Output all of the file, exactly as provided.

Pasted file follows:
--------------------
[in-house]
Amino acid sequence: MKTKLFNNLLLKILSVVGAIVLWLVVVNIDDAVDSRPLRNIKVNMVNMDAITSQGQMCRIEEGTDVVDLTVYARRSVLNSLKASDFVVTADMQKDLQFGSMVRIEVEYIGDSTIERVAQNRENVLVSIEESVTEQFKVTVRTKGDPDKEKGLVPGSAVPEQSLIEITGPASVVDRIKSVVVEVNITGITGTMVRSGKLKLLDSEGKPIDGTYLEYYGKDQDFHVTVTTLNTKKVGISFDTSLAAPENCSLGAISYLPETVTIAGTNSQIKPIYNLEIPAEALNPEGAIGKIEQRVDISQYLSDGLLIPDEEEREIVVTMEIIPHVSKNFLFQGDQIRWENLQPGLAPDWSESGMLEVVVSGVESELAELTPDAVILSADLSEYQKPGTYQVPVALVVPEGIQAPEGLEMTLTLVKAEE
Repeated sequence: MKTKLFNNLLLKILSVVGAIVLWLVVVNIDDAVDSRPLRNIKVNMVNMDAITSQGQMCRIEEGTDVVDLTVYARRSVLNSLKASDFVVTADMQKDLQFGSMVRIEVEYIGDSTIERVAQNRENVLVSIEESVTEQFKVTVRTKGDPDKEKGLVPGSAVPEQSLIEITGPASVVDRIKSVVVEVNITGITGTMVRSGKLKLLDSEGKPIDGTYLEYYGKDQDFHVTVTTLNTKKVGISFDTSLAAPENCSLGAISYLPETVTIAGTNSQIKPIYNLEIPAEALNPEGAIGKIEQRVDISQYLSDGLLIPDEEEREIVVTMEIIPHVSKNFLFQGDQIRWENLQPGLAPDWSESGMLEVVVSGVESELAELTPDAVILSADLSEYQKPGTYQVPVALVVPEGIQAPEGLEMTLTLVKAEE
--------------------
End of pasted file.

[in-house]
Amino acid sequence: MKTKLFNNLLLKILSVVGAIVLWLVVVNIDDAVDSRPLRNIKVNMVNMDAITSQGQMCRIEEGTDVVDLTVYARRSVLNSLKASDFVVTADMQKDLQFGSMVRIEVEYIGDSTIERVAQNRENVLVSIEESVTEQFKVTVRTKGDPDKEKGLVPGSAVPEQSLIEITGPASVVDRIKSVVVEVNITGITGTMVRSGKLKLLDSEGKPIDGTYLEYYGKDQDFHVTVTTLNTKKVGISFDTSLAAPENCSLGAISYLPETVTIAGTNSQIKPIYNLEIPAEALNPEGAIGKIEQRVDISQYLSDGLLIPDEEEREIVVTMEIIPHVSKNFLFQGDQIRWENLQPGLAPDWSESGMLEVVVSGVESELAELTPDAVILSADLSEYQKPGTYQVPVALVVPEGIQAPEGLEMTLTLVKAEE
Repeated sequence: MKTKLFNNLLLKILSVVGAIVLWLVVVNIDDAVDSRPLRNIKVNMVNMDAITSQGQMCRIEEGTDVVDLTVYARRSVLNSLKASDFVVTADMQKDLQFGSMVRIEVEYIGDSTIERVAQNRENVLVSIEESVTEQFKVTVRTKGDPDKEKGLVPGSAVPEQSLIEITGPASVVDRIKSVVVEVNITGITGTMVRSGKLKLLDSEGKPIDGTYLEYYGKDQDFHVTVTTLNTKKVGISFDTSLAAPENCSLGAISYLPETVTIAGTNSQIKPIYNLEIPAEALNPEGAIGKIEQRVDISQYLSDGLLIPDEEEREIVVTMEIIPHVSKNFLFQGDQIRWENLQPGLAPDWSESGMLEVVVSGVESELAELTPDAVILSADLSEYQKPGTYQVPVALVVPEGIQAPEGLEMTLTLVKAEE